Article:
BACKGROUND: Individuals with autism spectrum disorder (ASD) have an increased risk of developing epilepsy. Both ASD and epilepsy have been associated with increased levels of immune factors in the blood, including the proinflammatory cytokine interleukin 6 (IL-6). Mice lacking the synapsin 2 gene (Syn2 KO) exhibit ASD-like behavior and develop epileptic seizures. Their brains display neuroinflammatory changes including elevated IL-6 levels. We aimed to investigate the effect of systemic IL-6 receptor antibody (IL-6R ab) treatment on seizure development and frequency in Syn2 KO mice.
MATERIAL AND METHODS: Weekly systemic (i.p.) injections of IL-6R ab or saline were given to Syn2 KO mice starting either early in life at 1 month of age, before seizure debut or at 3 months of age, directly after seizure debut and continued for 4 or 2 months, respectively. Seizures were provoked by handling the mice three times per week. The neuroinflammatory response and synaptic protein levels in the brain were determined by ELISA, immunohistochemistry and western blots. In an additional group of Syn2 KO mice, with IL-6R ab treatment early in life, ASD-related behavioral tests including social interaction and repetitive self-grooming, as well as cognitive memory and depressive-/anxiety-like tests, and actigraphy measurements of circadian sleep-awake rhythm were analyzed.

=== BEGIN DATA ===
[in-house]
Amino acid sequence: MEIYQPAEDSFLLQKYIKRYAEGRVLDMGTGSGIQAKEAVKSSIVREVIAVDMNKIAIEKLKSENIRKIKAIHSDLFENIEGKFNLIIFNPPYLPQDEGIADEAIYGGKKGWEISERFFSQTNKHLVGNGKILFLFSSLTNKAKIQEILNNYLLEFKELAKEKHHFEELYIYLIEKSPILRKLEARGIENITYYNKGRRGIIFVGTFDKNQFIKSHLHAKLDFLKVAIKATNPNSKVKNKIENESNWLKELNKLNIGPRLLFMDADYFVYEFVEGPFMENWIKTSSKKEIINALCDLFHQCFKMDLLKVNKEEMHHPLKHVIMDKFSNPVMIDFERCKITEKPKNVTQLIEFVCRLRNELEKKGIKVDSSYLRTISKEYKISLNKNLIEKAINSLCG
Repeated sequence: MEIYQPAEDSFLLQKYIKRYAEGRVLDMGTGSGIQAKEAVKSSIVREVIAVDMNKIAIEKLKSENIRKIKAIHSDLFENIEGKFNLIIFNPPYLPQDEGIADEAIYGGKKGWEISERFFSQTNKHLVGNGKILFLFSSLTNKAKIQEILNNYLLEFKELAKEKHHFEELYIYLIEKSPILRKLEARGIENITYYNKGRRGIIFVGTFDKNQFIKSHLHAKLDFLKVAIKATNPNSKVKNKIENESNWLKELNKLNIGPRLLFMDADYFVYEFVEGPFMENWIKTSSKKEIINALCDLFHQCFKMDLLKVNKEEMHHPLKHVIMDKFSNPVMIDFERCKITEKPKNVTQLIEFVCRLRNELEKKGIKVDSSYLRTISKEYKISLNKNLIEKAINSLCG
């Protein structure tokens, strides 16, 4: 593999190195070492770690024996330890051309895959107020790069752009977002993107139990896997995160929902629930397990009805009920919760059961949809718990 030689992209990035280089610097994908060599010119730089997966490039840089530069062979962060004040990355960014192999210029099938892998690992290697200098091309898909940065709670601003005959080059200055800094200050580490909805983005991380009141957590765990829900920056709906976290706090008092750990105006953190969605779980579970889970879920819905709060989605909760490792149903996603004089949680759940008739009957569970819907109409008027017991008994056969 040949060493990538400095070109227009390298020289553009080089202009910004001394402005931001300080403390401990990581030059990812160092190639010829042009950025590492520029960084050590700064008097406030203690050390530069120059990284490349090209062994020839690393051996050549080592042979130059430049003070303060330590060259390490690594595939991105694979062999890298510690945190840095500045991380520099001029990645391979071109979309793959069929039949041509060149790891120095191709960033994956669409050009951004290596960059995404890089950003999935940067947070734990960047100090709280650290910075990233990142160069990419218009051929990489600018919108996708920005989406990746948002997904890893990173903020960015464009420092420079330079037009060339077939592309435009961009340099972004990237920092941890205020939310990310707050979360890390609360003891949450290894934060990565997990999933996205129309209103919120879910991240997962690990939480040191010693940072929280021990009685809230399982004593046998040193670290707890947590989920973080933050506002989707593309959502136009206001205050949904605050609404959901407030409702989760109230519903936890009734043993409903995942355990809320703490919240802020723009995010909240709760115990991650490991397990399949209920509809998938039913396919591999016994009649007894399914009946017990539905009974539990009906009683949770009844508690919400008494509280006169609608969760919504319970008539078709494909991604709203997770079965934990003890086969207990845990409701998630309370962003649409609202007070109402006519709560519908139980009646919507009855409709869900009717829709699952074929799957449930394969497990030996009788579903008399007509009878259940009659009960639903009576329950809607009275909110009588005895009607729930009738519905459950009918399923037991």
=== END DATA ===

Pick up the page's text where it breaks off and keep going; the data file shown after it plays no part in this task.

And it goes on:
RESULTS: The IL-6R ab treatment reduced seizure development and frequency in Syn2 KO mice when initiated before, but not after, seizure debut. However, early treatment did not reverse the neuroinflammatory response or the imbalance in synaptic protein levels in the brain previously reported in Syn2 KO mice. The treatment did not affect social interaction, performance in memory, depressive-/anxiety-like tests or the sleep-awake rhythm of Syn2 KO mice.
CONCLUSION: These findings suggest the involvement of IL-6 receptor signaling during epilepsy development in Syn2 KO mice, without significant alterations of the immune reaction in the brain, and independently of cognitive performance, mood and circadian sleep-awake rhythm.
|Status||E-pub ahead of print - 2023 feb. 26|
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